Sunday, July 1, 2012

Using Play Therapy to Reduce ADHD Symptoms in Children

Recent Study on Helping Students with ADHD

In their study, Schottelkorb and Ray (2009) explored how students with attention deficit hyperactivity disorder (ADHD) symptoms are disruptive in class, interfering with the learning process in elementary classrooms.  Additionally, if there is no intervention early on, the symptoms continue to have negative effects into adulthood.  In the past, there have been multiple studies on the effectiveness of play therapy for children that have yielded positive results.
The belief is that “children under the age of 10 have not developed the cognitive and verbal abilities to participate fully in talk forms of counseling and instead their natural form of communication occurs through play (Landreth as cited in Schottelkorb and Ray, 2009).”  Child-Centered Play Therapy (CCPT) falls under the responsive services umbrella of the American School Counselor Association (ASCA) National Model because counselors are responsible for helping individual students’ needs and concerns in order for them to achieve academically (ASCA, 2005).  Although there have been positive results from studies in the past with the use of CCPT in schools, not many studies have focused on the direct effectiveness of CCPT with students that have ADHD symptoms.  The purpose of this study was to see if CCPT and person-centered teacher consultation (PCTC) could decrease the symptoms of ADHD that interfere with the students’ learning.
            For this study they used a single-case design in order to explain individual behavioral changes.  Four students were involved in the study that qualified through a diagnosis of ADHD and not currently on medication.  Researchers used the Direct Observation Form (DOF) three times a week to observe and rate the student’s on-task and off-task behavior, the Conners’ Teacher Rating Scale-Revised (CTRS-R:S) used by teachers to assess the problematic behaviors, and the Teacher Report Form to compare academic and behavioral performance to other classmates without ADHD symptoms.
Two students received 24 CCPT Sessions and 6 PCTC Sessions, while the other two students received only 14 CCPT Sessions and 12-14 Reading Mentoring Sessions (a substitute to prevent the observers from knowing which treatment each student is receiving).  Results showed that all of the students increased their on-task behaviors in the classroom during participation in CCPT or in CCPT and their teachers with PCTC.  The two students that received more CCPT Sessions with teachers that received PCTC Sessions showed a positive, significant change in their behaviors in the classroom.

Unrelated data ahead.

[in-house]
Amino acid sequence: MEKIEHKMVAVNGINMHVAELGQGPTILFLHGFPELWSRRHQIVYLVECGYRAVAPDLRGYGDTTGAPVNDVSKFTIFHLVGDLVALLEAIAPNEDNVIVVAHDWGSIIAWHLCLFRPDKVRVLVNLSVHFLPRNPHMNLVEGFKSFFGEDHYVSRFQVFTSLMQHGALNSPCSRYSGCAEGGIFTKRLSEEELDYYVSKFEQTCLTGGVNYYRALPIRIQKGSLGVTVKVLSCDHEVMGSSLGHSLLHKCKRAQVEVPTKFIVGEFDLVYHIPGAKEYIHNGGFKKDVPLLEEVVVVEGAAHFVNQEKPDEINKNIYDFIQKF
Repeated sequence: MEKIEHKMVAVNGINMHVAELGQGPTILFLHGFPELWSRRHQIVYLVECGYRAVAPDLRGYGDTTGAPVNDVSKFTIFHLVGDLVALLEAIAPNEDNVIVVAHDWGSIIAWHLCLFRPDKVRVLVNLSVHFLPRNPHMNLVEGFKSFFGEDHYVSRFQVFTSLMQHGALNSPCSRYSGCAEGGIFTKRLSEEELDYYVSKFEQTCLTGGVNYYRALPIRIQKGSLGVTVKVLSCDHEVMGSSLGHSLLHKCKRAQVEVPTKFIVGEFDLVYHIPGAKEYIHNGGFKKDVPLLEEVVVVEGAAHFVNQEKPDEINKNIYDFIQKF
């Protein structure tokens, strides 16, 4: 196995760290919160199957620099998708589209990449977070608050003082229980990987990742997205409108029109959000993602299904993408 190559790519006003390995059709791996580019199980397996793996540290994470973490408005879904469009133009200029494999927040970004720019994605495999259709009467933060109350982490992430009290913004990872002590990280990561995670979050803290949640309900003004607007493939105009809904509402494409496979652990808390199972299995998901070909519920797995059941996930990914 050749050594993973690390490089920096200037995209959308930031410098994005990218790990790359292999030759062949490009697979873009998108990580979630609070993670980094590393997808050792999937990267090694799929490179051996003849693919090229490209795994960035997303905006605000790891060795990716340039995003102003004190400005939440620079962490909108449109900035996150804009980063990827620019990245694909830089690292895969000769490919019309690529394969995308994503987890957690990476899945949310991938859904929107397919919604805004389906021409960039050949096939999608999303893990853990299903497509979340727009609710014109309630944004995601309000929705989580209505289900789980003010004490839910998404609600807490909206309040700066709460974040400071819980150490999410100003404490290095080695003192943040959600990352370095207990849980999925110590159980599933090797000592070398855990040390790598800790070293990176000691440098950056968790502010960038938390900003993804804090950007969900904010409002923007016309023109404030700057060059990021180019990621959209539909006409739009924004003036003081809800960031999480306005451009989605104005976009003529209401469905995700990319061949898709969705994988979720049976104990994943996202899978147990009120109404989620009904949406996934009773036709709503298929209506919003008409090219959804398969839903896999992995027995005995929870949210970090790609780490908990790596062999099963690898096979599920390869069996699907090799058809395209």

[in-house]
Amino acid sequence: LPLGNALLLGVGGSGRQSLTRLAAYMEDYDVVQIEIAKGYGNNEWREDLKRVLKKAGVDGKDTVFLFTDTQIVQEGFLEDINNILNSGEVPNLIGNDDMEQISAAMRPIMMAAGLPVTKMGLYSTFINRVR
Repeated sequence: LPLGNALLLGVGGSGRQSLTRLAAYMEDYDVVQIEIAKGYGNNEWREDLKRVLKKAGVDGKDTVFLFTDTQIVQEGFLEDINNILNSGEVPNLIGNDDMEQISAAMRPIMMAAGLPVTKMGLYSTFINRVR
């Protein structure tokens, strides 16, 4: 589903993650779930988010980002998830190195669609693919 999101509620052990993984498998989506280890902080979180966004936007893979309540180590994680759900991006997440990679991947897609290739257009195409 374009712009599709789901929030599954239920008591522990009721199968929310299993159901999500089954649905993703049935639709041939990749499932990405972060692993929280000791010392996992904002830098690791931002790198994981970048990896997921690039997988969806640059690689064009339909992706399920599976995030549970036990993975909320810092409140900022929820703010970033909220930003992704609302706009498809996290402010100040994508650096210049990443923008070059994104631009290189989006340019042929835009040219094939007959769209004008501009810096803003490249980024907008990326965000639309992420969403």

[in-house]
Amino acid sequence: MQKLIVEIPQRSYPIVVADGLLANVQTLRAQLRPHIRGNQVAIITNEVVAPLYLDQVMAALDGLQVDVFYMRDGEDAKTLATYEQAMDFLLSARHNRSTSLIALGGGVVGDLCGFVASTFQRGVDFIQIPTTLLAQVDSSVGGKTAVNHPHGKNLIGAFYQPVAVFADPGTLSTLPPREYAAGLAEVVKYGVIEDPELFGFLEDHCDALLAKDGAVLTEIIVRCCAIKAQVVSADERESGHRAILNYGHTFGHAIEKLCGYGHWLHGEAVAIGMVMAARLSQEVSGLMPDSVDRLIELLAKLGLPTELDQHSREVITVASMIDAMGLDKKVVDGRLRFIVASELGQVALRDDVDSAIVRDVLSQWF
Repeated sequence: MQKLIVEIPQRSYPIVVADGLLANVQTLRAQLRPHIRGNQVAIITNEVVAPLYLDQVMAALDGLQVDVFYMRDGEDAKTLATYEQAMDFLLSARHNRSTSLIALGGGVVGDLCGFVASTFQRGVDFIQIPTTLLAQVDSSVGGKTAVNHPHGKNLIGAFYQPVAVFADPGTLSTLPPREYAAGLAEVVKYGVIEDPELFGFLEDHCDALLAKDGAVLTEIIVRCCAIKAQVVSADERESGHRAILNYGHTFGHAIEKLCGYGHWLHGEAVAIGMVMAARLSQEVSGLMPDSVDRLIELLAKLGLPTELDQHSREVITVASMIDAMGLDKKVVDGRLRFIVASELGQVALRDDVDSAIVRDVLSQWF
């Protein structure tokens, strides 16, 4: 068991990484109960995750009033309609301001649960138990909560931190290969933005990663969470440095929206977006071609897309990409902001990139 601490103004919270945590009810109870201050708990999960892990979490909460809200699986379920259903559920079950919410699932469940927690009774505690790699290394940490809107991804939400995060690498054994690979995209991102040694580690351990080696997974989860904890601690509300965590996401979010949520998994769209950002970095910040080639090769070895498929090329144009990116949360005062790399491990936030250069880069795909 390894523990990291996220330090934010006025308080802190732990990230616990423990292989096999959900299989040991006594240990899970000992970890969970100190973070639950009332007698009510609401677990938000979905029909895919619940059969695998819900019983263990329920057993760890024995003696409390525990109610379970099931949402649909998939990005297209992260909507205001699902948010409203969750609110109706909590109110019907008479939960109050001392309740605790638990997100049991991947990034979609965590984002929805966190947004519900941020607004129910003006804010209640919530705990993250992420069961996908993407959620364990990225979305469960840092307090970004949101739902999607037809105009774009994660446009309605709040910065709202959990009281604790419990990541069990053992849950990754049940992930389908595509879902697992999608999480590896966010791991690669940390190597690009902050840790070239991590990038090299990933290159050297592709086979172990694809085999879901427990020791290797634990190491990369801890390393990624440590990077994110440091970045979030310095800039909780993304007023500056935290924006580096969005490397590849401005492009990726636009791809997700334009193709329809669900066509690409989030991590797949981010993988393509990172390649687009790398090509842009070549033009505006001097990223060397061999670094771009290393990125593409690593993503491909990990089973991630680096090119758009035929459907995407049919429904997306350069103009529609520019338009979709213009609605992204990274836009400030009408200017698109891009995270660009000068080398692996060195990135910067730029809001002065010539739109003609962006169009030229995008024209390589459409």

I was very impressed by the information presented in this article.  This study has many implications for school counselors as well as teachers.  As a school counselor, it is your responsibility to ensure that all students are receiving the services necessary to be successful in the classroom.  If a student diagnosed with symptoms of ADHD is struggling to learn because of an increased amount of off-task behaviors, a counselor should provide strategies or interventions to both the student and the teacher in order to help them be successful academically.  In this article, CCPT and PCTC were found to be successful interventions for the students in the study.  However, it is important to gather all the pertinent information about a child before you try any intervention to assess if there are any other needs that should be addressed.
In the study, students that received more than twelve sessions showed significant improvement in their behaviors.  This is a very time-consuming process that is done one-on-one with the student.  According to the ASCA national model, elementary school counselors should be spending 30%-40% of their time on responsive services (ASCA, 2005).  Counselors must assess whether this intervention is appropriate and would benefit their campus’ needs for the time it requires.  I also was unaware of how helpful PCTC could be for teachers in order to improve their relationship with students.  This is an area I would like to further study because it might also be beneficial to teachers of students with other diagnoses.  I found this article very eye-opening as I did not realize there were specific treatments that school counselors have successfully used to help students with ADHD symptoms be more successful in the classroom.  I had assumed that these interventions were done outside of school as recommended by the student’s physician.  It is uplifting to know that during the school day there are opportunities to provide students with helpful sessions to improve their academic performance in the classroom.

Schottelkorb, A. A., & Ray, D. C. (2009). ADHD symptom reduction in elementary students: A single-case effectiveness design. Professional School Counseling, 13(1), 11-22.
American School Counselor Association (2005).  The ASCA National Model: A framework for school counseling programs, 2nd Ed. Alexandria, VA: Author.

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